The Way It Was

Crowley’s Mezzanine Tea Room, 1941


photograph courtesy of The Library of Congress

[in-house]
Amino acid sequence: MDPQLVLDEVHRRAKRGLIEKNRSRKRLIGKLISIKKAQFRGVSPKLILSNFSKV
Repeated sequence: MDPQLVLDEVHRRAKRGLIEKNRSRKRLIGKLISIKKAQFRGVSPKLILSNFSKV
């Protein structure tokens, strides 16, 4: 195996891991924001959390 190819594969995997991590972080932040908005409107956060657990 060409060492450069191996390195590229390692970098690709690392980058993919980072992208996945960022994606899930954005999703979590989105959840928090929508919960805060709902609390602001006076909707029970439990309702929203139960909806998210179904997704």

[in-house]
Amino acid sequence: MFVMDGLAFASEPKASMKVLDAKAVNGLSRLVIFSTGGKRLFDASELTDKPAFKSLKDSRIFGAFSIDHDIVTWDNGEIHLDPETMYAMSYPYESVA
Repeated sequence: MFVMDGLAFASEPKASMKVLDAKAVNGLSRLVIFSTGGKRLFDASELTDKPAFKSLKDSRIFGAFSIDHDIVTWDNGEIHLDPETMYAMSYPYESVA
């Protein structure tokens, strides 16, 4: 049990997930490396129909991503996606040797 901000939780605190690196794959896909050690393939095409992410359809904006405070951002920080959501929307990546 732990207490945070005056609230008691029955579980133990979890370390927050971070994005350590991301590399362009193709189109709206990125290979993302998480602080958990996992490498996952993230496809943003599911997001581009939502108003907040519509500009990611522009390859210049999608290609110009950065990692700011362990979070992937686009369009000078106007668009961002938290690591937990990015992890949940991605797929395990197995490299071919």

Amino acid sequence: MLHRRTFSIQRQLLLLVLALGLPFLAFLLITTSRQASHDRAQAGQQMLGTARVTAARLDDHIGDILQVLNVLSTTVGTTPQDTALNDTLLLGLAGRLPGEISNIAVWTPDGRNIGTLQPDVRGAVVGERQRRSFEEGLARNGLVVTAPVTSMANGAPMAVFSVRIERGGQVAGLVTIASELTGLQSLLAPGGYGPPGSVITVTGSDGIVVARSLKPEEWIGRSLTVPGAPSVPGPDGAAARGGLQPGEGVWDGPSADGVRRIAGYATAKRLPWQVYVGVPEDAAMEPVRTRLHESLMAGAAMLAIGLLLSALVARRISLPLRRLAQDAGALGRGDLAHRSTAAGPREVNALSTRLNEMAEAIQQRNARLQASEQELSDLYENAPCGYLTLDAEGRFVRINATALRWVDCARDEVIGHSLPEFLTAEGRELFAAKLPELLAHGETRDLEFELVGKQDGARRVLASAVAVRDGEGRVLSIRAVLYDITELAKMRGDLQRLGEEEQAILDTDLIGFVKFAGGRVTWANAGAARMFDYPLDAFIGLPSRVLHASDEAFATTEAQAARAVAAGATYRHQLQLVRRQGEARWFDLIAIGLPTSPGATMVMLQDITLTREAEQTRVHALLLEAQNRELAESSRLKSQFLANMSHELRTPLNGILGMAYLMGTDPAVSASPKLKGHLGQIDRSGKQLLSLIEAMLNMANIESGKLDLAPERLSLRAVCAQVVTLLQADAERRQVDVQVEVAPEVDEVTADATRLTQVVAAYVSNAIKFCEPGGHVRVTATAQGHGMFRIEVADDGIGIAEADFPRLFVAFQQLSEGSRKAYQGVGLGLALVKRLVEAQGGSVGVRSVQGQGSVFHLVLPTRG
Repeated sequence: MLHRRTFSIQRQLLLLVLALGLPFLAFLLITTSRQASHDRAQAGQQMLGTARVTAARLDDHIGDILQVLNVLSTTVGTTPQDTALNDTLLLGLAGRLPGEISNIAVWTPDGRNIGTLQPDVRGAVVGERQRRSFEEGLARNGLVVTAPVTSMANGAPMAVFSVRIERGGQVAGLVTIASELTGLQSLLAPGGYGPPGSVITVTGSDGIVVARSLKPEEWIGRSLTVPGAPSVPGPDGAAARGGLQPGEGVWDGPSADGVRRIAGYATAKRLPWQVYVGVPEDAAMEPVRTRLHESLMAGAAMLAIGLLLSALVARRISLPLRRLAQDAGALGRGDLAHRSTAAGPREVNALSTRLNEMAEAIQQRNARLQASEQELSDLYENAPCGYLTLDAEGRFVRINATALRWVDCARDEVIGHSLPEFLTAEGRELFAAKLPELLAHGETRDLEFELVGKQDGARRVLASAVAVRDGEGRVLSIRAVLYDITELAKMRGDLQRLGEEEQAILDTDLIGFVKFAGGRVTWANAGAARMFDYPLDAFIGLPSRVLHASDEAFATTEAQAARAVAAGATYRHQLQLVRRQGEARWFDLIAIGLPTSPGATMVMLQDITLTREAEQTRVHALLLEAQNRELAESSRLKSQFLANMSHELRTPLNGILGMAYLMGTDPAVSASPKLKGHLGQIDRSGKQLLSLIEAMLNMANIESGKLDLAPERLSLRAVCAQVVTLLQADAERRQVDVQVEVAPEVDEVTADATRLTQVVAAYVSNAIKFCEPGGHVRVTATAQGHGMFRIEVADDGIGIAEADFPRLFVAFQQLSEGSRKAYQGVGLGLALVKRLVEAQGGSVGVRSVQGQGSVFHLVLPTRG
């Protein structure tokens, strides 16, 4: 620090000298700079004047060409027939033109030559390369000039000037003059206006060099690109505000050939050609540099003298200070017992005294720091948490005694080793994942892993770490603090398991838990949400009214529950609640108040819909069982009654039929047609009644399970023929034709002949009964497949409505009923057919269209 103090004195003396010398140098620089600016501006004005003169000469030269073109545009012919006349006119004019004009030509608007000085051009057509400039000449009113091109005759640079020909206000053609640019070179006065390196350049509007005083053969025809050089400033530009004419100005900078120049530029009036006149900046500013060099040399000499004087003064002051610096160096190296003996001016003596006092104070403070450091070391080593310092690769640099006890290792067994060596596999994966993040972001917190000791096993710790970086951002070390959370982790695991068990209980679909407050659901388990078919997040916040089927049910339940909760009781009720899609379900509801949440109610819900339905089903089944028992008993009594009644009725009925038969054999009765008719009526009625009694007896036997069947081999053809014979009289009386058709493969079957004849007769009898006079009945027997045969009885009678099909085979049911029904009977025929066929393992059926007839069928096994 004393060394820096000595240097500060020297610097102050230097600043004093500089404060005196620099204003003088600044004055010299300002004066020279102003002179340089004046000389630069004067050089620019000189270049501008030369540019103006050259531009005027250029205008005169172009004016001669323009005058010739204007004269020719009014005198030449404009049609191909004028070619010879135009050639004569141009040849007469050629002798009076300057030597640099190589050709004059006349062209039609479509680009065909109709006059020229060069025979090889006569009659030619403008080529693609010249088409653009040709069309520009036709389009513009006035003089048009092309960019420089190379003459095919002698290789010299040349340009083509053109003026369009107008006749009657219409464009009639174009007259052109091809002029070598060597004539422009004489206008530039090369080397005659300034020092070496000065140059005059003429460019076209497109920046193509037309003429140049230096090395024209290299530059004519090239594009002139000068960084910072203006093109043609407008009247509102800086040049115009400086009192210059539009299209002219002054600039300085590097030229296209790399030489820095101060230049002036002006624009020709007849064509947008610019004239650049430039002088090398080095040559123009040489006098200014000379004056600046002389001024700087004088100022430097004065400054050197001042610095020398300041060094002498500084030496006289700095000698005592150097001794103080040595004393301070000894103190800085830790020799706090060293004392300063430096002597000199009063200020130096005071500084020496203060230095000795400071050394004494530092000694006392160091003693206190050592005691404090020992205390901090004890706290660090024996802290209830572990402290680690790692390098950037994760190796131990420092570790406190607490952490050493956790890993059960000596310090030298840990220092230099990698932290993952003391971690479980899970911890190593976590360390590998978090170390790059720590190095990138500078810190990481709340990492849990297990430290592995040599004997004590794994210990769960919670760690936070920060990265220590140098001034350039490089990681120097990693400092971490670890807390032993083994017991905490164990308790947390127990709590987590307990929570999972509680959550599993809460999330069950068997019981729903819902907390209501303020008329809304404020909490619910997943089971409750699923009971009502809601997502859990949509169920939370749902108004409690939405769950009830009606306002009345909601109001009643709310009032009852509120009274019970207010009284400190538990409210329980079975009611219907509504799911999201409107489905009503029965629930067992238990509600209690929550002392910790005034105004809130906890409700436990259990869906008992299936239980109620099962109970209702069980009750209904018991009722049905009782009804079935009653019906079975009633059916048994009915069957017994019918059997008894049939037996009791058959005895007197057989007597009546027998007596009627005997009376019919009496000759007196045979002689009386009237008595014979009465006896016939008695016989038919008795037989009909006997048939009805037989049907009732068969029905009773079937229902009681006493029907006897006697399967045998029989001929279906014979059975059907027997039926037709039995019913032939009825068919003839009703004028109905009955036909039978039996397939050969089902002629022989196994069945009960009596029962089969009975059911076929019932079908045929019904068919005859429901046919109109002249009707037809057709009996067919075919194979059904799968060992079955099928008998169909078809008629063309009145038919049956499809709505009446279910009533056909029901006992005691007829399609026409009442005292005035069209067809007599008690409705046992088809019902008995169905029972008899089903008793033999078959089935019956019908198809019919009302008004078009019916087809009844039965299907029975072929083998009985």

1941In our casual, sometimes downright shabby culture, it’s difficult to imagine a time when people gussied up before going out to dinner, lunch, or even tea. Dining out was as much a social as a gastronomical experience, and people dressed for the occasion. For women, in a certain era, donning a hat was de rigueur, as this 1941 shot of Crowley’s Mezzanine Tea Room in downtown Detroit attests. Although not as large or as deluxe as Hudson’s, Crowley’s was nevertheless an elegant emporium that sold a bit of everything. Technically, its name was Crowley-Milner & Co., but most Detroiters referred to the conglomerate at Gratiot and Farmer simply as Crowley’s. (William L. Milner was a Toledo-based businessman who partnered and invested with the Crowley family.) Interestingly, the lovely 1906 glazed brick and white terra-cotta six-story building was not built for or by Crowley’s, but by the retailer Pardridge & Blackwell. However, an economic downturn battered that department store and, by 1909, the business was run by Crowley-Milner. Crowley’s at that time was hardly a newbie on the retail scene; it was already running a thriving dry-goods store on West Jefferson before moving into the building at Gratiot and Farmer. In short order, Crowley’s flowered, and another tower was erected, as well as a bridge that connected the two edifices. The store was renowned for its quaint but rickety wooden escalators. But as Bruce Allen Kopytek notes in his book Crowley’s: Detroit’s Friendly Store, the conveyances were not original to the 1906 structure, but were added later. By the 1970s, Crowley’s was a shadow of its once-shining self. In 1977, the wrecking ball came crashing into the downtown store, eradicating everything but sweet memories.


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